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How To Grill Shrimp, According To the Wild American Shrimp Chef of the Year

Packed with flavor, grilled shrimp is great as an appetizer or entre. However, grilling shrimp can also be challenging because there’s an endless variety of delicious spices and ingredients to choose from.

Here to help is Chef David Guas, the 2019 Wild American Shrimp Chef of the Year. A New Orleans-born TV personality and chef, Chef Guas appeared on “The Today Show,” “The Talk,” “Chopped,” “Chopped Junior,” and is the host and co-judge of Travel Channel’s summer competition series, “American Grilled.” Chef Guas has also garnered national praise in publications like Food and Wine, Southern Living, Garden & Gun, Saveur, and Bon Appétit for showcasing the soul of the South at Bayou Bakery.

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Grilled Head-On New Orleans-Style BBQ Shrimp

(By Chef David Guas of Bayou Bakery Coffee Bar & Eatery in Arlington, Virginia)

David Guas/Facebook

This shrimp recipe is from Chef Guas’s cookbook Grill Nation: 200 Surefire Recipes, Tips, and Techniques to Grill like a Pro.


  • 6 (12-inch) wooden skewers
  • 2 lb. unpeeled, raw, Wild American Shrimp
  • ¼ cup olive oil
  • 10 tbsp, butter
  • 1 tsp, whole black peppercorns
  • 2 bay leaves
  • 3 tbsp, minced garlic cloves
  • 2 tbsp, chopped fresh rosemary
  • ½ cup Worcestershire sauce
  • ½ tsp, freshly ground black pepper
  • 1 French bread baguette, sliced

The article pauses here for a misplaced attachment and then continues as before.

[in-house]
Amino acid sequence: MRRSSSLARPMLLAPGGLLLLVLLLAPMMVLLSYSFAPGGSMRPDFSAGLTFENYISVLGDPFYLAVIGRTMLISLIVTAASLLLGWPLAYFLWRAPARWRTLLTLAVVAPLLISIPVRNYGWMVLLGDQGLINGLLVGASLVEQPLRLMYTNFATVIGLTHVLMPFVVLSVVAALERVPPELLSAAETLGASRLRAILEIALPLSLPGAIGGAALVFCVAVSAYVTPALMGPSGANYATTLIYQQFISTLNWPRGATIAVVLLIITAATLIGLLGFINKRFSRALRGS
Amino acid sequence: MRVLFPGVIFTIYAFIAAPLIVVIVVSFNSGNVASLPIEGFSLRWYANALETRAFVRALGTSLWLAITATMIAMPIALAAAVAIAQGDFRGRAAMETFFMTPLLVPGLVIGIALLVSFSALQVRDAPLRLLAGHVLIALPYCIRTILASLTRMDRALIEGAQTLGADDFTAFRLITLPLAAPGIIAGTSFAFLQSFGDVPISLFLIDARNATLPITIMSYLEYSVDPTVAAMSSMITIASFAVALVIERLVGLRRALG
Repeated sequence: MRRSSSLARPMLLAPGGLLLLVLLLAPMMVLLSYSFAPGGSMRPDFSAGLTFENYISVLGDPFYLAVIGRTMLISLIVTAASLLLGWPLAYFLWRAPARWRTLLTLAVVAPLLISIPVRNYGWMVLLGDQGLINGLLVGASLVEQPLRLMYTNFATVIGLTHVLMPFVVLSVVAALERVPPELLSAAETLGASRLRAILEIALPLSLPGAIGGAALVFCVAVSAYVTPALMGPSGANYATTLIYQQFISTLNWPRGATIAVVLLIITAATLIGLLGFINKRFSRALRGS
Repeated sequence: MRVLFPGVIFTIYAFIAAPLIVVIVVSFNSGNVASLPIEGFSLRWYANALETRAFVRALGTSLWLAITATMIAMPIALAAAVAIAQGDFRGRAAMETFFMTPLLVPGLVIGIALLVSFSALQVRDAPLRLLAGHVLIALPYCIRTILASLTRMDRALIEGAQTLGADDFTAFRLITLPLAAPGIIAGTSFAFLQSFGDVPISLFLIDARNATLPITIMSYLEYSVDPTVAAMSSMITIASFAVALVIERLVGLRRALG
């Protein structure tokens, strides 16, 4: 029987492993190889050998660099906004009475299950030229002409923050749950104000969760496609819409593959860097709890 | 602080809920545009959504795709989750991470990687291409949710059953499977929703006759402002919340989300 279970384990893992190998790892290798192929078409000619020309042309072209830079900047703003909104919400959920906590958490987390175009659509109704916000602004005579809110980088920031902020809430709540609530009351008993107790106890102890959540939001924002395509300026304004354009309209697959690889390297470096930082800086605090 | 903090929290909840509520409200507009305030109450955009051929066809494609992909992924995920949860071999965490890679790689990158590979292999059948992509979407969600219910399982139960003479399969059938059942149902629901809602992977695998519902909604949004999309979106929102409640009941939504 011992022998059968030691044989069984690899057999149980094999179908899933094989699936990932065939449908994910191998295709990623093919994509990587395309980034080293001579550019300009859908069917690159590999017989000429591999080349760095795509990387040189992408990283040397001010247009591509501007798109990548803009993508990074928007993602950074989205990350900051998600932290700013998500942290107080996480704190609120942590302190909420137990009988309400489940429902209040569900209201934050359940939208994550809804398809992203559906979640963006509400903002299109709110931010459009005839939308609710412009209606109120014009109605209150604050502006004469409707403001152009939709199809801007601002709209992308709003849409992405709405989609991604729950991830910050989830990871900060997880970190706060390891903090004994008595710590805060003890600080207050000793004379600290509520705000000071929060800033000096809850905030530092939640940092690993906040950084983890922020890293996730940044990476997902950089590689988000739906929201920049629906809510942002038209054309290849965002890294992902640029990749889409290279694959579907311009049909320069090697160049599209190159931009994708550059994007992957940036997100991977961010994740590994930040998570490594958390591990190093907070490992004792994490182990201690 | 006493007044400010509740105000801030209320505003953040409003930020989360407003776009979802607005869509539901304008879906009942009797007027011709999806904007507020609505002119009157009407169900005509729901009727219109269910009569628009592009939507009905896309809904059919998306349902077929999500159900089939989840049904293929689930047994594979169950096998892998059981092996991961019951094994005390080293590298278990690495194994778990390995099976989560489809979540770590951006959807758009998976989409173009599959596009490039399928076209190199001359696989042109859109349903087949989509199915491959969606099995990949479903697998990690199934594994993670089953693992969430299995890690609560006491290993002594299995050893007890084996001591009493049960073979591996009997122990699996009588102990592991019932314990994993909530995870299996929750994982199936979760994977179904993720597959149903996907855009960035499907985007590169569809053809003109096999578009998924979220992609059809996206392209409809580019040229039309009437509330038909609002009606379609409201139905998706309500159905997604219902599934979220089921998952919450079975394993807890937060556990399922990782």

• 4 tbsp, extra virgin olive oil
  • Table salt


  1. Soak skewers in warm water 20 to 30 minutes. This step will help the wooden skewers from burning.
  2. Peel shrimp, keeping heads on. Reserve the shells.
  3. Heat 2 tbsp olive oil and 2 tbsp butter in a pan over medium-high heat. Add shells, peppercorns, and bay leaves. Cook 3 minutes or until shells change color.
  4. Add 2 cups water, increase heat, and simmer 10 to 12 minutes. Remove from heat and pour through a fine wire-mesh strainer into a bowl. Discard solids and reserve stock.
  5. Light charcoal grill or preheat gas grill to 350-400 degrees (medium-high).
  6. Thread shrimp on skewers.
  7. Heat remaining 2 tbsp olive oil in pan over medium-high heat 1 minute. Add garlic and cook 1 minute. Reduce heat to medium. Add rosemary and cook 2 minutes.
  8. Add Worcestershire sauce, pepper and 1 cup reserved shrimp stock. Increase heat and simmer until reduced by half.
  9. Brush some of sauce over shrimp, reserving remaining sauce.
  10. Place skewers on cooking grate; grill 2 minutes on each side.
  11. Slice bread and brush with extra virgin olive oil. Season with salt. Grill until toasted.
  12. Reheat remaining sauce over medium-high heat; whisk in remaining 8 tbsp butter, 2 tbsp at a time.
  13. Place 1 skewer of shrimp on each serving plate, top with sauce, and serve with bread.

Selecting and Cleaning Shrimp